When compared to the previous year’s report, only ransomware had gained an increase in recognition. Malware and phishing dropped in recognition.

This proves that business owners really need to step up and implement training and awareness throughout their organizations. 84% of U.S. organizations said security awareness training had reduced phishing failure rates, so this shows it works.

Only 12% of organizations that allow corporate access from mobile devices use a Mobile Threat Defense solution.

Source: Checkpoint ^

Remote working has exploded in popularity bus organizations aren’t taking steps to protect their employees.

Considering that 97% of US organizations have faced mobile threats, and 46% of organizations have had at least one employee download a malicious mobile application, it seems unthinkable that only 12% of businesses have deployed security measures.

Furthermore, only 11% of organizations claim they don’t use any methods to secure remote access to corporate applications from a remote device. Nor do they carry out a device risk check.

In one of the largest data breaches reported in 2022, 4.11 million patient records were affected by a ransomware attack on the printing and mailing vendor OneTouchPoint.

Source: SCMedia ^

30 different health plans were targeted, with Aetna ACE bearing the brunt with over 326,278 compromised patient records.

Medical records are top-of-mind for hackers. Financial records can be canceled and reissued when cyberattacks are discovered. Medical records stay with a person for life. Cybercriminals find a lucrative market for this type of data. As a result, healthcare cybersecurity breaches and theft of medical records are expected to increase.

One out of three employees is likely to click on a suspicious link or email or comply with a fraudulent request.

Source: KnowBe4 ^

The 2022 Phishing by Industry Report that KnowBe4 published stated that a third of all employees failed a phishing test and are likely to open a suspicious email or click on a dodgy link. The education, hospitality, and insurance industries are most at risk, with insurance having a 52.3% failure rate.

Shlayer is the most prevalent type of malware and is responsible for 45% of attacks.

Source: CISecurity ^

Shlayer is a downloader and dropper for MacOS malware. It’s typically distributed via malicious websites, hijacked domains, and posing as a fake Adobe Flash updater.

ZeuS is the second most prevalent (15%) and is a modular banking trojan that uses keystroke logging to compromise victim credentials. Agent Tesla comes in third (11%) and is a RAT that logs keystrokes, captures screenshots, and withdraws credentials via an infected computer.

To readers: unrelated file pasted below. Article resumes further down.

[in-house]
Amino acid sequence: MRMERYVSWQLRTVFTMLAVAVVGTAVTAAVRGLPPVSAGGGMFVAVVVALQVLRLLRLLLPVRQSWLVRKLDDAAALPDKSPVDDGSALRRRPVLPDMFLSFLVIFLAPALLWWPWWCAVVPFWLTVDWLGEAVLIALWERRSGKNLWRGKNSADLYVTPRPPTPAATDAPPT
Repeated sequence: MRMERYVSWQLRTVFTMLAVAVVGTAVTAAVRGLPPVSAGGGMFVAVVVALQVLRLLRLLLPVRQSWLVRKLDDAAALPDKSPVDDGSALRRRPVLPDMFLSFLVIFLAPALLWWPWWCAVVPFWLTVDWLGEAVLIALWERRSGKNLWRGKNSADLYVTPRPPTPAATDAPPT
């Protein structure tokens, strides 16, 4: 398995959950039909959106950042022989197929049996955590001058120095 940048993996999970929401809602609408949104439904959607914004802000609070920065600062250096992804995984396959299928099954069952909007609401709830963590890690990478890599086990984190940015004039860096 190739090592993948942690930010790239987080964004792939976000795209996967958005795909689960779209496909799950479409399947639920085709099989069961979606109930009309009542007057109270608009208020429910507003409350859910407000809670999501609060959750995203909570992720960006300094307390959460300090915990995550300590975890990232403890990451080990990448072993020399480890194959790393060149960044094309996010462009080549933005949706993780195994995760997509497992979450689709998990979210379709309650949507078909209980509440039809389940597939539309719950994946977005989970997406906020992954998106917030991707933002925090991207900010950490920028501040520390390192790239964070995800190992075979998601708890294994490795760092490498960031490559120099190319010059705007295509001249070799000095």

60% of businesses that experience ransomware attacks pay the ransom to get their data back. Many pay more than once.

Source: Proofpoint ^

Even though security agencies globally warned businesses to increase their online security, ransomware still managed to wreak particular havoc in 2021. Government and critical infrastructure sectors were particularly hard hit. 

According to Proofpoint’s 2021 “State of the Phish” survey, over 70% of businesses dealt with at least one ransomware infection, with 60% of that amount actually having to pay up.

Even worse, some organizations had to pay more than once.

Ransomware attacks are common, and the lesson here is that you should expect to be the target of a ransomware attack; it’s not a matter of if but when!

In the US, the FTC (Federal Trade Commission) received 5.7 million total fraud and identity theft reports in 2021. 1.4 million of those were consumer identity theft cases.

Source: Identitytheft.org ^

Online fraud cases have increased by 70% since 2020, and the losses from identity theft cost Americans $5.8 billion. It is estimated that there is an identity theft case every 22 seconds and that 33% of Americans will experience identity theft at some point in their lives.

Credit card fraud is the most commonly attempted type of identity theft, and while it may cost you thousands, you’ll be shocked to hear that the average price for your data is only $6. Yep, that’s just six dollars.

Each time individuals have access to your personal data, you’re at risk of identity theft. Thus, you want to ensure that you’re always being smart with your data and protecting it from any potential hackers. You want to reduce any situation that may expose you and your personal data.

The United States suffers the most data breaches by location and receives 23% of all cybercrime attacks.

Source: Enigma Software ^

The United States has comprehensive breach notification laws, which drive up the number of reported cases; however, its 23% share of all attacks towers over China’s 9%. Germany is third with 6%; the UK comes fourth with 5%, then Brazil with 4%

Frequently Asked Questions

How many cybersecurity attacks are there every day?

It is difficult to get exact figures; however, a Clark School study at the University of Maryland found that around 30,000 websites are attacked on a daily basis. And every 39 seconds, there is a new attack somewhere on the web, which accounts for around 2,244 attacks daily.

What is the most alarming security issue on the Internet today?